Four things have come available to download all within short space of each other. There is the short story The Half School, which I posted earlier on this site, there is the long short story The Gauntlet of Gore, another short story called The Gremlins, and a collection of paranoid horror called Faces in the Dark, which includes The Gremlins.
I’ll focus on Faces in the Dark for this post, and make separate posts in the near future for The Gremlins and The Gauntlet of Gore, and give you something to read of them.
Faces in the Dark primarily features the novella and hallucinogenic road horror The Violet Dark, of which there are a number of consecutive parts to read already up on my site. It also includes all of my ‘paranoid horror’ short stories: The Watcher, Keep it Clean, Anamia, The Gremlins and Dead Streets.
You can find it on Amazon.
Here are the blurbs for each of them, see if I can arouse your interest…
The Violet Dark
When you leave the paths of light, you fall and you fall forever.
A man finds a woman crouched over the body of her murdered father. The man is hallucinating on a liquid drug called violet, and offers it as a promise of escape. The woman, numb with shock and grief, takes it and soon finds herself in a ‘beautiful nightmare’, the shadowy world of the violet dark. They ride the endless roads on motorbikes, lost in the drug and almost lost to reality…
Terrible, grotesque things are hunting them. If only she could convince herself that the danger was all in her head…
The air is black, and I do not sleep. The hours tick by. I do not sleep because someone is watching me.
Keep it Clean
Have you ever been swallowed by a public toilet?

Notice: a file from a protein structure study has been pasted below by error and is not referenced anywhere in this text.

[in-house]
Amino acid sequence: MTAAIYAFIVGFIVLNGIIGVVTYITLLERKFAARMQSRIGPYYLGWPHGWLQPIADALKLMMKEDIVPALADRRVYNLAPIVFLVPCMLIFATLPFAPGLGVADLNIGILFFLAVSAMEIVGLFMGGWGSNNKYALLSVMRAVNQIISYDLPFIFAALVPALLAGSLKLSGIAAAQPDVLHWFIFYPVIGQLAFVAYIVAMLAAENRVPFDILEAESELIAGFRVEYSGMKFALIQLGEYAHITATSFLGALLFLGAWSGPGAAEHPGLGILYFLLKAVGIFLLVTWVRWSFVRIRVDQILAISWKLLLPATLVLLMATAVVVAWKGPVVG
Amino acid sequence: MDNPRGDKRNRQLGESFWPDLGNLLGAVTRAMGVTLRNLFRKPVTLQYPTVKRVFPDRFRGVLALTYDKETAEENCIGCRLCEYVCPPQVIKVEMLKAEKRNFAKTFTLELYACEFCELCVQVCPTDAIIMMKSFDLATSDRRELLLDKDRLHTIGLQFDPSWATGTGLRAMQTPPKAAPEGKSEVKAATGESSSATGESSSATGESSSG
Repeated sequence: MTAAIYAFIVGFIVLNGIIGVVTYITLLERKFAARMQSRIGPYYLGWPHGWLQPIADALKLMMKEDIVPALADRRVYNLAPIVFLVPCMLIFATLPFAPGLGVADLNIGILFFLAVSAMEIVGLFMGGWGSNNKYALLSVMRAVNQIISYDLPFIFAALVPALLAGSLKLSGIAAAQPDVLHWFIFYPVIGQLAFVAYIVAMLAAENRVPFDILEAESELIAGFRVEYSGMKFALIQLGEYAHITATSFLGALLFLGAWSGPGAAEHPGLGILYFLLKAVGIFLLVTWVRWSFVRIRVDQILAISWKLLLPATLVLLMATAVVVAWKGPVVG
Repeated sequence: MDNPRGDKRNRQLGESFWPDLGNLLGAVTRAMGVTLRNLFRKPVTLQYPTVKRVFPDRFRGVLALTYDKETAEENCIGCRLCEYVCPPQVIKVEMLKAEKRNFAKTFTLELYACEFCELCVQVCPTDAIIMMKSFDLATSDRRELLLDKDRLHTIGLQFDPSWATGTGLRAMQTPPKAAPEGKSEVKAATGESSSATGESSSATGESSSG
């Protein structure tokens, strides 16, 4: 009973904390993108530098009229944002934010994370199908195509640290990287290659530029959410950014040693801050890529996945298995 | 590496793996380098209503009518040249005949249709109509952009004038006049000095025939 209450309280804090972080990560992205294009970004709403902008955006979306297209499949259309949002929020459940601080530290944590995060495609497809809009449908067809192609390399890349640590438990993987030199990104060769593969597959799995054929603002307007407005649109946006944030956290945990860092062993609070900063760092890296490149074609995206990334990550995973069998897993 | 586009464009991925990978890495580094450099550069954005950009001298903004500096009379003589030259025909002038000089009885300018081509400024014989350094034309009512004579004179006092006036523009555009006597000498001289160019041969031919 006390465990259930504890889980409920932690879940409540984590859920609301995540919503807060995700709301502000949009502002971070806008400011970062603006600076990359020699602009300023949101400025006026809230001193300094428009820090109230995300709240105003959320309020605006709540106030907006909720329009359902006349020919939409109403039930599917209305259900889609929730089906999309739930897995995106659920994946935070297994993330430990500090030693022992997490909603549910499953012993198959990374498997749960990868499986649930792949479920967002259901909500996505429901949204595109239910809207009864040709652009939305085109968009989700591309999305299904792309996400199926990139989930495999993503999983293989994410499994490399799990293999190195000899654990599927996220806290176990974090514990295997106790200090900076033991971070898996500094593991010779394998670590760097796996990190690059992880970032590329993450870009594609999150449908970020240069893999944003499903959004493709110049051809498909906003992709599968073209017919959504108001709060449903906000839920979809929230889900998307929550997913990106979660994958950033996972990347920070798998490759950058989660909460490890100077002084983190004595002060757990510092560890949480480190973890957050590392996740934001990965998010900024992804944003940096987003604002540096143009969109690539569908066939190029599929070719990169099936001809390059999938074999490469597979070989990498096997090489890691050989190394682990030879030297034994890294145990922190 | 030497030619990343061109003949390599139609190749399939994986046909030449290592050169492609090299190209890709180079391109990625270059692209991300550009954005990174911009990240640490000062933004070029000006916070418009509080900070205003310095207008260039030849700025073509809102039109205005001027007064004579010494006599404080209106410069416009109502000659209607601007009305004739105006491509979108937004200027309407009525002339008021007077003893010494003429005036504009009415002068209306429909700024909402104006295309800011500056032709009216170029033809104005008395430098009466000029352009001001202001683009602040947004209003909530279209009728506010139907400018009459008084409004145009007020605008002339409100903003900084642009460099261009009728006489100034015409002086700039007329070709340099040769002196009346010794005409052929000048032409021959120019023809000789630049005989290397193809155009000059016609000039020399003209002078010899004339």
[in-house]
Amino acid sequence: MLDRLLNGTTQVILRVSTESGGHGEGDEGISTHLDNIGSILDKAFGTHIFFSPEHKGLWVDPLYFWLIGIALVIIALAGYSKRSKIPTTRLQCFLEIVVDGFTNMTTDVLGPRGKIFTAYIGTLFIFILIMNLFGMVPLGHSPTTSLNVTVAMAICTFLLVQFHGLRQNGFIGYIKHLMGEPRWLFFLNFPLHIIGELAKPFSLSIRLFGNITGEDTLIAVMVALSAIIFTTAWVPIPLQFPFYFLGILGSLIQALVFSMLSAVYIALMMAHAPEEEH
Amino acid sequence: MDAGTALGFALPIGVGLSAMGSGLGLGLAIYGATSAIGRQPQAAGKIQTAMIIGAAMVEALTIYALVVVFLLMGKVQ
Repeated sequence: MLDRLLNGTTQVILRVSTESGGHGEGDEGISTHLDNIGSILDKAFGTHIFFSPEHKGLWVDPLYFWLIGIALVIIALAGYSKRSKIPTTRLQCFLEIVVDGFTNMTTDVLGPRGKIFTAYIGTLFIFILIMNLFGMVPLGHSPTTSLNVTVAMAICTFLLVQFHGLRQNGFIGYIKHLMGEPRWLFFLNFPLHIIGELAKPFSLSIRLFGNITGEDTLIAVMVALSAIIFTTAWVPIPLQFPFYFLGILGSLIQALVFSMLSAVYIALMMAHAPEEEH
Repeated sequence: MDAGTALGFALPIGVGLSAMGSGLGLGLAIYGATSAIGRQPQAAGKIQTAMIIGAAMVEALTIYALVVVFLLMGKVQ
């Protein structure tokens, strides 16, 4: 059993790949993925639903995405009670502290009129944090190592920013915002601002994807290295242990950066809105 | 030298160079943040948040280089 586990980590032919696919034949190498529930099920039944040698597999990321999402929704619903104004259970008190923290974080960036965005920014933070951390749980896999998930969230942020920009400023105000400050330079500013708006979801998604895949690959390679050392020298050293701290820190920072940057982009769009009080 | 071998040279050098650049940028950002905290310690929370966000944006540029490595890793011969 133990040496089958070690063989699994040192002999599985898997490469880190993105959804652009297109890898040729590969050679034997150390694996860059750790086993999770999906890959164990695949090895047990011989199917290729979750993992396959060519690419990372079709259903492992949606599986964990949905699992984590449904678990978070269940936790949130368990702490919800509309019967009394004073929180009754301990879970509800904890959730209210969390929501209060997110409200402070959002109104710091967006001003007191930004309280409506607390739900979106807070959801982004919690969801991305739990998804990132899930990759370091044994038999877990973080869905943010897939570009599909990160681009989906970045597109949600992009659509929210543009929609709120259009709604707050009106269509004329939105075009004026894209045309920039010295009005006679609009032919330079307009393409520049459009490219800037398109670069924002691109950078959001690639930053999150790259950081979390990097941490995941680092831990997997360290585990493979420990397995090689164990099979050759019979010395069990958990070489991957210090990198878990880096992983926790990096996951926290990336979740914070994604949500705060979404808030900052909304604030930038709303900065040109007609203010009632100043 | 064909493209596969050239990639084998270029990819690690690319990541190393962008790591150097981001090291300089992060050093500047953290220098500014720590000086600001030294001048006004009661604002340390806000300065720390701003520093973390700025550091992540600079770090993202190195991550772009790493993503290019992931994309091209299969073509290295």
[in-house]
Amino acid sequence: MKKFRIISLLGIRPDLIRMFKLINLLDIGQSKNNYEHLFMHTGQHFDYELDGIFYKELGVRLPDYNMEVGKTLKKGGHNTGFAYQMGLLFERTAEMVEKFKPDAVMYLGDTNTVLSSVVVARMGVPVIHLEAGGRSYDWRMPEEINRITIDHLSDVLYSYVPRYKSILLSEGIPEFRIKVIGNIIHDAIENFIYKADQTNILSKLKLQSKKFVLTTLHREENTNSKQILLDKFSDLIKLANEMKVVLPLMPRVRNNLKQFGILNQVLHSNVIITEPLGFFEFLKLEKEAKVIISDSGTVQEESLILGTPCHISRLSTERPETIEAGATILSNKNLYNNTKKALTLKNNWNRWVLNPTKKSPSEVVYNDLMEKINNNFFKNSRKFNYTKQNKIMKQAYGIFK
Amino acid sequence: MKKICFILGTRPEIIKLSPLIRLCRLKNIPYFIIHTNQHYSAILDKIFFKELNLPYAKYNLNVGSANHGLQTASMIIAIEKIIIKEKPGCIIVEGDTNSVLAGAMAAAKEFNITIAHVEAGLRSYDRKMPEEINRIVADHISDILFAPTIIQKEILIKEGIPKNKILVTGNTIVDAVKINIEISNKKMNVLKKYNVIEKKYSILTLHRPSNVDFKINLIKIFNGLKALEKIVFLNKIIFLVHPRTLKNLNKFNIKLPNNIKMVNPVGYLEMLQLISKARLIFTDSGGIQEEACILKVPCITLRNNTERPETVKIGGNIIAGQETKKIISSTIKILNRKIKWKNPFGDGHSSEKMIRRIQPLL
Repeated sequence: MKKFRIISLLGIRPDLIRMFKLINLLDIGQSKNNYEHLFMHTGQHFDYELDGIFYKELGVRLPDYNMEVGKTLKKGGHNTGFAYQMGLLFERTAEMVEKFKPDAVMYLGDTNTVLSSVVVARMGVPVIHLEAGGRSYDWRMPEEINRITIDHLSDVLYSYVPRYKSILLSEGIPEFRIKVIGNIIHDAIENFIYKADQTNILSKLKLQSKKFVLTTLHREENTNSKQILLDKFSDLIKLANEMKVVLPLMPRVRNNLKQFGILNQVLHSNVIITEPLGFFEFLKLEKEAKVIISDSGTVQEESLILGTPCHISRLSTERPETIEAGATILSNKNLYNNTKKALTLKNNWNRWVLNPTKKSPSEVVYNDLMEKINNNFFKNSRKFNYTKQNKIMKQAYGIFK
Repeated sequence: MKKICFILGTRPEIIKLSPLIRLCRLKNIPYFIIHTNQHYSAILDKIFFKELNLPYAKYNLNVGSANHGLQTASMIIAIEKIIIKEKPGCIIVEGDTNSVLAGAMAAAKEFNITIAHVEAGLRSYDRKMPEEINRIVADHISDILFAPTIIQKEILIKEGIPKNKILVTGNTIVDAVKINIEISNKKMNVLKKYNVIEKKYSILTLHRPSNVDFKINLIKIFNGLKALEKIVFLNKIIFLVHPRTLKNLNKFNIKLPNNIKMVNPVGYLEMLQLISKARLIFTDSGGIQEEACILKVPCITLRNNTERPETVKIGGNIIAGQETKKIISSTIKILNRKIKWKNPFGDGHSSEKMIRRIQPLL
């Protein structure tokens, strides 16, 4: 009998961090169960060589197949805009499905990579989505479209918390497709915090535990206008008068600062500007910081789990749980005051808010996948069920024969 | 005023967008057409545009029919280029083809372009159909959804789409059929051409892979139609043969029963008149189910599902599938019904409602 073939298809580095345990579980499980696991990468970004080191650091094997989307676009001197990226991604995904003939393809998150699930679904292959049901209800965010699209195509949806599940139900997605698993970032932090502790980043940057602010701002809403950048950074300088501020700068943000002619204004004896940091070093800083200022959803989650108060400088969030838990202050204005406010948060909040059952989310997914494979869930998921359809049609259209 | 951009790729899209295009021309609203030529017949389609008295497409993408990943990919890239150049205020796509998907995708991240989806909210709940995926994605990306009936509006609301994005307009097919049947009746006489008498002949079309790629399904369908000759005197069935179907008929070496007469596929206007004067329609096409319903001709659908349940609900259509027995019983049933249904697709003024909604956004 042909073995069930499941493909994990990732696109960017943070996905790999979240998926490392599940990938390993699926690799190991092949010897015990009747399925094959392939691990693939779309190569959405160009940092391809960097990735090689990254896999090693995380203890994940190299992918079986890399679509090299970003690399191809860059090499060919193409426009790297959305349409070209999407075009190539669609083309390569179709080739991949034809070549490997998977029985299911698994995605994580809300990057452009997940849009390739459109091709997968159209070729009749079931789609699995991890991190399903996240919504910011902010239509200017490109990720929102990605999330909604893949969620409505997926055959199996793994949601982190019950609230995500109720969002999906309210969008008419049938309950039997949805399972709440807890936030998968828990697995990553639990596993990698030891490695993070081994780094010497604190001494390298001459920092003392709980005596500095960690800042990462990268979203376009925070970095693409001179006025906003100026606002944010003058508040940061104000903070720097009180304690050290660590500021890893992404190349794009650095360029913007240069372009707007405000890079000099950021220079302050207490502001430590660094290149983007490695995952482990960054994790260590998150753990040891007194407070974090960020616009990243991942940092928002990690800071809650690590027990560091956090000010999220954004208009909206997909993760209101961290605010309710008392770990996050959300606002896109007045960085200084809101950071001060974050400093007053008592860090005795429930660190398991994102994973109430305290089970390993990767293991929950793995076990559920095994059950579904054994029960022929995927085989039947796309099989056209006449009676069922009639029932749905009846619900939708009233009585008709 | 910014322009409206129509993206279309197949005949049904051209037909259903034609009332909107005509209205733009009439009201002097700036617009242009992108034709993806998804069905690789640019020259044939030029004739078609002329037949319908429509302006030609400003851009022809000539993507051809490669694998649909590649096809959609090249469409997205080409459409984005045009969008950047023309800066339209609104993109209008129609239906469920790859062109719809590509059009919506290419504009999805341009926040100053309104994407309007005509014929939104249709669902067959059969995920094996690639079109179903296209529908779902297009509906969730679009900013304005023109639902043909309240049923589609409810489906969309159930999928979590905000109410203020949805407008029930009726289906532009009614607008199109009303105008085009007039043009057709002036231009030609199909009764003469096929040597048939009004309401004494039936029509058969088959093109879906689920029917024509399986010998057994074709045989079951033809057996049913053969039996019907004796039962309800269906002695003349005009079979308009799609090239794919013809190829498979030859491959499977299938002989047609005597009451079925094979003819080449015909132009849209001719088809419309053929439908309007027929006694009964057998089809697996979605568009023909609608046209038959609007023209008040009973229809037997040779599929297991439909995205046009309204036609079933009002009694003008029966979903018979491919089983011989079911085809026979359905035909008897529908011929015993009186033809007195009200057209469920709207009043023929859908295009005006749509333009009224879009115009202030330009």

No? This man was.
A scatological horror so odious you’ll be showering non-stop for days.
Assorted entries from the Anamia Diary, found among possessions.
Care is advised before reading, especially for those who have or have had an eating disorder.
All around the world, things go missing. Some of the time they inexplicably reappear, hours later, after the whole house has been turned upside down. Then, there they are, in a place you had checked four times over, looking smug.
Some of the time they don’t come back. You know, you know for absolute fact that the item could not have left the house, perhaps not even left the room where you last saw it, maybe only a few minutes ago. Keys, a TV remote, a pair of glasses, a bookmark. They have nowhere to go to, no means of escape, and yet gone they are.
This is not a story about the things that go missing.
This is a story about what takes them.
It was between Hallowe’en and the advent of Christmas, that half-haunted and melancholic time of year when spirits and ghasts one by one went to their slumber in the hidden places. I had spent the night drinking and smoking with a friend, and now in the small hours I set off on the pale roads to home.